This Month in Produce Retailer
Welcome to This Month in Produce Retailer
On this page you can access all of the columns and feature articles in this months issue of Produce Retailer magazine.
I've been everywhere, man
I saw more stores this year than I can keep track of. From Berlin to Los Angeles, Nova Scotia to Seattle, I spent the past 12 months packing in as many retail visits as I could. It’s a hard life, seeing produce departments for a living.
A fresh start: promoting health and wellness with produce
Losing weight and adopting a more healthful lifestyle consistently rank among the most popular New Year’s resolutions. Supermarket dietitians say stores can help their customers keep those resolutions by spotlighting nutritious fruits and vegetables as the new year begins and by offering shoppers innovative ways to convert their resolutions into healthful eating habits that stay with them all year long.
Touting the totes
Tote bags have been around the produce scene for many years. Some call them quaint relics of a bygone era, when stock clerks wore bow ties and produce loads arrived packed in heavy, wooden crates. But somehow, tote bags have survived — even thrived — in today’s produce marketing. What is so special about totes? And how can these loopy-topped paper or plastic bags help a produce manager enhance sales and reduce shrink?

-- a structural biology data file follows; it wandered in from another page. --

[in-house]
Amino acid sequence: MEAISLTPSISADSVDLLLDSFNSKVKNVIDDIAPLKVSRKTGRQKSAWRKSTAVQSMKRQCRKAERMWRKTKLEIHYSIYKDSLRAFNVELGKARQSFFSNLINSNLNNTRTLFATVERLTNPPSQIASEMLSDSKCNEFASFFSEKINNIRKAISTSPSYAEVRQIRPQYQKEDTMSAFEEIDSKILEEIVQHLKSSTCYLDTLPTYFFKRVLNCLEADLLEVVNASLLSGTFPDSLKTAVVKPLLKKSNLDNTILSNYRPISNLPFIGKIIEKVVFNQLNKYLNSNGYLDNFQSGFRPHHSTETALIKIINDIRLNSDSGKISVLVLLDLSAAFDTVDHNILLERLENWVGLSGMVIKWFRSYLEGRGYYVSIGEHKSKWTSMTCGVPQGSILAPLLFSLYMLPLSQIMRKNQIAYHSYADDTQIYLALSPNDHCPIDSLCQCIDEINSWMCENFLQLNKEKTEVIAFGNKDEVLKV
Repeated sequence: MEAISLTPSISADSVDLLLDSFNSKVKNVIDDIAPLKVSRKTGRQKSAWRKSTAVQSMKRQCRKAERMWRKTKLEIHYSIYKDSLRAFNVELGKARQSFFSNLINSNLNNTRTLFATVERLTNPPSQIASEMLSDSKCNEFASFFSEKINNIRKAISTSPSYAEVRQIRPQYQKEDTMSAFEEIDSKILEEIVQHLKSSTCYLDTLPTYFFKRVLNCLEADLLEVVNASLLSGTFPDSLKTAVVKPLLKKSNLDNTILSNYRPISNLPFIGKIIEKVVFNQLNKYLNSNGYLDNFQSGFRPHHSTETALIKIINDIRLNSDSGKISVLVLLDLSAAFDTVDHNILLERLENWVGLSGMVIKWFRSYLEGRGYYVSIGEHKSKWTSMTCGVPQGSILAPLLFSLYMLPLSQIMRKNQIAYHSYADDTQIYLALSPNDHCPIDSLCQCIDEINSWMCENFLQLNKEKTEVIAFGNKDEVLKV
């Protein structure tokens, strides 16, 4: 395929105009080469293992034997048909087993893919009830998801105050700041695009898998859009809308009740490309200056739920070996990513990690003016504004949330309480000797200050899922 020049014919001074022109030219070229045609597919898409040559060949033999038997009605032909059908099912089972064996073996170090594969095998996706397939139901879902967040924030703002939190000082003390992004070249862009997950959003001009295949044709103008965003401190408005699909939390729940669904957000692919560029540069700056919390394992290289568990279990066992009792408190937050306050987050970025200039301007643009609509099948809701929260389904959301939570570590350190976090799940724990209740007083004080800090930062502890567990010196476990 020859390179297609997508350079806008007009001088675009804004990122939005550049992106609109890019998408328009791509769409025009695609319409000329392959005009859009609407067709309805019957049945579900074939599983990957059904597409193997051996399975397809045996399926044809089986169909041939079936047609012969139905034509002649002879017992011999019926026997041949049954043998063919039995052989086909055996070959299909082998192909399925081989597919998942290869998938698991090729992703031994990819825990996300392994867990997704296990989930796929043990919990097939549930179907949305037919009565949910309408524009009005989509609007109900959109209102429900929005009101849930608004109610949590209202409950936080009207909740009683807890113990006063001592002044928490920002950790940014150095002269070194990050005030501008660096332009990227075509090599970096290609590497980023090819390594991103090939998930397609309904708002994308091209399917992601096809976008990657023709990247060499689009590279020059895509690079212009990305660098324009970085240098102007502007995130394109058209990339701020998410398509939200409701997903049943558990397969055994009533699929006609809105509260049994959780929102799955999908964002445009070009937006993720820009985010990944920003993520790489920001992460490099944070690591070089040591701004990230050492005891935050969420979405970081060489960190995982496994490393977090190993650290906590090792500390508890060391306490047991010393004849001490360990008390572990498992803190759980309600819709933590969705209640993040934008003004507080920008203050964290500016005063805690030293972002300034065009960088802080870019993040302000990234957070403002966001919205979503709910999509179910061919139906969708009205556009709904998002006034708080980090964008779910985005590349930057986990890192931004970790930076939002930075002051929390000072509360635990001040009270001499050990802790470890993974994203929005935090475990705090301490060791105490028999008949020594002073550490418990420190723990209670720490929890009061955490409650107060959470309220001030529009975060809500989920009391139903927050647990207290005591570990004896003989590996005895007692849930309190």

It's still summer — for consumers
Despite a September freeze that might mean short supplies of some Chilean fruit this winter — especially stone fruit and kiwifruit — the Chilean Fresh Fruit Association says many items, such as grapes and blueberries, should be in good supply, and the association has come up with a revitalized marketing program to help retailers capitalize on the increasingly popular “summer” fruit in winter.
Keep it fresh: The Fruit Center Marketplace
MILTON, Mass.—In an area where major chains are looking to take a bite out of a vibrant and growing customer base, The Fruit Center Marketplace continues to focus on what’s made it successful for the past 40 years. The two-store chain based in the South Boston suburbs stays true to its deep roots in produce.